December 19, 2007
Vol. 27, Issue 16
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A forthcoming research review analyzes school-based programs designed to foster children’s social and emotional skills.
Despite ideological differences, three gubernatorial veterans in the 2008 presidential race share some experiences in dealing with education.
A new study concludes that teachers entering the profession today have higher academic qualifications than their counterparts a decade ago.
The gap in teacher preparation, coupled with curricular differences, could help explain achievement disparities between American students and their peers in other industrialized nations, researchers say.
News in Brief
News in Brief
Applicants use new Web tools to sell themselves, as some colleges scan students’ social networks.
As states explore how to get, keep, and improve the practice of teachers, one popular change has been to do away with lifetime licenses.
The results of a recent online poll are raising questions about the extent of academic dishonesty among the nation’s teenagers.
A software group recently highlighted fledgling educational technology “innovations” at a New York City gathering designed to help their developers connect with potential backers.
Only half the teachers in high-needs schools trained via alternative routes said they were prepared for the first year of teaching, according to survey findings.
The system has been struggling in the past few years with low student achievement, declining enrollment, money shortages, and frequent leadership changes.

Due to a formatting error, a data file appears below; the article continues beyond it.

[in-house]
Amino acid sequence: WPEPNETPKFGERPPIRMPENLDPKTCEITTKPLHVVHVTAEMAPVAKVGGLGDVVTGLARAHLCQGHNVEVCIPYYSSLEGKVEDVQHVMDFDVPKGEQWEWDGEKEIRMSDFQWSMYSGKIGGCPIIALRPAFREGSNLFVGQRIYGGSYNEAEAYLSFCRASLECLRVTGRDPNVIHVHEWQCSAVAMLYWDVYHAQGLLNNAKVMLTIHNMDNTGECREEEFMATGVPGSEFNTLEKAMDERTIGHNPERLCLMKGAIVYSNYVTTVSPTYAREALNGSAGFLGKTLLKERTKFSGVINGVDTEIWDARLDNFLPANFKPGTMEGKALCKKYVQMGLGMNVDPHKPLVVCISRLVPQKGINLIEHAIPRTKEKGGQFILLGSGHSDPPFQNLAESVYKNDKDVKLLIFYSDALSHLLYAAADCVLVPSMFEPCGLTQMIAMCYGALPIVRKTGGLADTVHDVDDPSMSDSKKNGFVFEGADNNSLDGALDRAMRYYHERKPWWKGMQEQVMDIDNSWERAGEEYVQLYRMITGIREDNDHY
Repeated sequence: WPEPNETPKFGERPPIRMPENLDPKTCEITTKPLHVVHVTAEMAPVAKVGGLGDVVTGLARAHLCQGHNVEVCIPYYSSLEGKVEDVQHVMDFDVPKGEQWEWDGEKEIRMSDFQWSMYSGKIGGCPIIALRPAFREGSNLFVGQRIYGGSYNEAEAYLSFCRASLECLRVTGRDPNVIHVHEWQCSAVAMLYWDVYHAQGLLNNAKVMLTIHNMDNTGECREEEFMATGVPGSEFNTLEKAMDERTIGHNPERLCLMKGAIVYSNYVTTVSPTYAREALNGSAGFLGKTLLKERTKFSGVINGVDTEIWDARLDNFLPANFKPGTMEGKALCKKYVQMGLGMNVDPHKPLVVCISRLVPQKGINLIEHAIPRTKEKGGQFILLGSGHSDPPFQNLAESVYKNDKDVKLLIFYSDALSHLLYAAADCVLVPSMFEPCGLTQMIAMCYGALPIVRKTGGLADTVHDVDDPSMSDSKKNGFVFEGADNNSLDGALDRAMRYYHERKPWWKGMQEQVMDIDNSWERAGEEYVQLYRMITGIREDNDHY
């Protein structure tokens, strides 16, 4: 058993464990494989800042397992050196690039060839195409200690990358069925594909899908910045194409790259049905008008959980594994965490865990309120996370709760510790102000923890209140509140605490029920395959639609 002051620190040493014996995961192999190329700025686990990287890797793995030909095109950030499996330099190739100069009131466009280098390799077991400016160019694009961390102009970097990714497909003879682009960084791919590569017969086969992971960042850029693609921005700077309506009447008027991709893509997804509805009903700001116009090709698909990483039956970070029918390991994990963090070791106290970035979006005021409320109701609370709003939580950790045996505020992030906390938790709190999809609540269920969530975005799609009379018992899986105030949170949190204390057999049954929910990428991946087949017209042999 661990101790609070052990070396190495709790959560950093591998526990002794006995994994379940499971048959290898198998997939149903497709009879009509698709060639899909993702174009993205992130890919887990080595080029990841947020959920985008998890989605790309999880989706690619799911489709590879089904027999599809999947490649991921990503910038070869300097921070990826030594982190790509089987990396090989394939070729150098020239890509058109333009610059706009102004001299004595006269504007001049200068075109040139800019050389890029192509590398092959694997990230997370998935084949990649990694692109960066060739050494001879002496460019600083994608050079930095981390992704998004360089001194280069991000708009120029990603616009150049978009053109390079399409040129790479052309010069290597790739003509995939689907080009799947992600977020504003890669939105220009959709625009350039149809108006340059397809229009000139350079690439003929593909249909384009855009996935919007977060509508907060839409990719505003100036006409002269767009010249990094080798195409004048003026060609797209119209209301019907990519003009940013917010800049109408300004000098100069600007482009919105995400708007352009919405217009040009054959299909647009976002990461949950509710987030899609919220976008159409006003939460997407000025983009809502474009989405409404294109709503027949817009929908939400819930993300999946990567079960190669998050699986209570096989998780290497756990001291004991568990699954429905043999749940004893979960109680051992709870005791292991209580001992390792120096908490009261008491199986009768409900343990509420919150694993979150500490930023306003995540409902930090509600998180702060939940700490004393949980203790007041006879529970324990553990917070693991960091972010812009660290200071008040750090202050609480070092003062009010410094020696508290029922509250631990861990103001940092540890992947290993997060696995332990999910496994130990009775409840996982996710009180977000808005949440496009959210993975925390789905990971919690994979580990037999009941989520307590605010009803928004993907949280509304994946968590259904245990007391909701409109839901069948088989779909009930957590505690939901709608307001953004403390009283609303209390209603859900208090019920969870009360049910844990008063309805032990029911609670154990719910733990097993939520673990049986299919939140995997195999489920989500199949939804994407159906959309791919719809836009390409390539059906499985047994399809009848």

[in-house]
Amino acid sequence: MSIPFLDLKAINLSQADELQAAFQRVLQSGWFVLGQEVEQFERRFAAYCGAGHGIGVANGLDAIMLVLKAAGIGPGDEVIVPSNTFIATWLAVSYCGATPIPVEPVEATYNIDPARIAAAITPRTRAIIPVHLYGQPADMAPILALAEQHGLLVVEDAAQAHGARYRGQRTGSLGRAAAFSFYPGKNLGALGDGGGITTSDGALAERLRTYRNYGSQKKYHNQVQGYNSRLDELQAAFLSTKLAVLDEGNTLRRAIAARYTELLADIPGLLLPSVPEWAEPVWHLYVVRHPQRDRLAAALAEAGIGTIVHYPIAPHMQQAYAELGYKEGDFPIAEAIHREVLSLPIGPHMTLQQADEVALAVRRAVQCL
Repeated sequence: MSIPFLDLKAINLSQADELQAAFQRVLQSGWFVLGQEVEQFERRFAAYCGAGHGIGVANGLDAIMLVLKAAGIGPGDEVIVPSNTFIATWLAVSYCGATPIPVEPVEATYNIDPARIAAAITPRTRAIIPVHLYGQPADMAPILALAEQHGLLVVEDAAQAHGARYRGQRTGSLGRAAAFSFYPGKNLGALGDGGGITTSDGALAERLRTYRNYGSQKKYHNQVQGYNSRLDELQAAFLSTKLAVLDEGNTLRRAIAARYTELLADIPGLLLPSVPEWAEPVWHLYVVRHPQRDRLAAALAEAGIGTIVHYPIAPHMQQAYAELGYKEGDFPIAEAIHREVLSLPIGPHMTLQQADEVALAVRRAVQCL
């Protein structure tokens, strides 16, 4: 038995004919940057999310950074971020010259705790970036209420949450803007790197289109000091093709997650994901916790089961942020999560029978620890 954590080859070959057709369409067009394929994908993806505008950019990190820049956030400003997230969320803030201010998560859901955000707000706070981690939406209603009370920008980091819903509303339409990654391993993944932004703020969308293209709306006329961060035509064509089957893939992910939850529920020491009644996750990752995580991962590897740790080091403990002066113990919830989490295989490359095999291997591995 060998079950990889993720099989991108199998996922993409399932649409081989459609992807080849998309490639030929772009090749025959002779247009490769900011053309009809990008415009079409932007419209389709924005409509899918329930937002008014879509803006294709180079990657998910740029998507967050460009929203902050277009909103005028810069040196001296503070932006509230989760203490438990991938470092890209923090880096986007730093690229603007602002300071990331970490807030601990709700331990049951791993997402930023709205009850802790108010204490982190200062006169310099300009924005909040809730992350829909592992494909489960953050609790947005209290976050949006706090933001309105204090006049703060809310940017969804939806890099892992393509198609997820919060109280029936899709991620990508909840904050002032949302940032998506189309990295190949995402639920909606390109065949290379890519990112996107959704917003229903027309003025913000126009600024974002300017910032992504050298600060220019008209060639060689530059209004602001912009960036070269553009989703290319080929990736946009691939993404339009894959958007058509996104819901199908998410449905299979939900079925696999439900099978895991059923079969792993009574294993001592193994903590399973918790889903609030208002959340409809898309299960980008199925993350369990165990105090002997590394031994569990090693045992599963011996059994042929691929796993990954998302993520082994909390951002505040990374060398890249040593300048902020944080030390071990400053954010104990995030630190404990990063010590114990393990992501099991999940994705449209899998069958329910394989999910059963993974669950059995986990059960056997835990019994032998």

The $17 million program is described as a “Rhodes scholarship” for teaching.
The report by the National Research Council says that NASA lacks a coherent overall plan—or adequate budget—for evaluating its elementary and secondary projects.
State officials have rejected one of the most widely used elementary textbooks in the country in that subject.
A tight budget situation could prevent Gov. Bill Ritter Jr. from getting all his plans enacted.
The state is requiring that school leaders complete an education specialist’s degree within five years of becoming an administrator.
Rhode Island Coalition Aims to Start Network Of Regional Charters School, Team Names Remain Thorny I
If Rhode Island town leaders have their way, they’ll ditch public education’s current bureaucracy and start over with a clean slate.
Some observers blame President Bush and the NEA for the lack of progress on reauthorization this year.
The president criticized the measure for terminating a system of tests for children in the federal preschool program.
Federal lawmakers and the Bush administration were still working late last week on final details of a package of bills that would fund programs in the Department of Education.
PAGE 22-25 - In Perspective
As the U.S. Department of Education opens the alternative measuring stick to all states, some educators call for the models to take center stage under a renewed No Child Left Behind Act.
Growth models don’t appear to be making a big difference in the proportion of schools meeting annual goals under the No Child Left Behind Act, a new analysis concludes.
PAGE 26 - Commentary
Norm Fruchter asks: Can school improvement result from audit efforts?
Judith L. Pace examines how the "social studies squeeze" disproportionately affects students in the lowest-performing schools.
The highs and lows of teaching, religion in secondary schools, summer opportunities for teens, and more.
PAGE 36 - Commentary
It's not too late for the clearinghouse to fulfill its promise, Robert E. Slavin argues.
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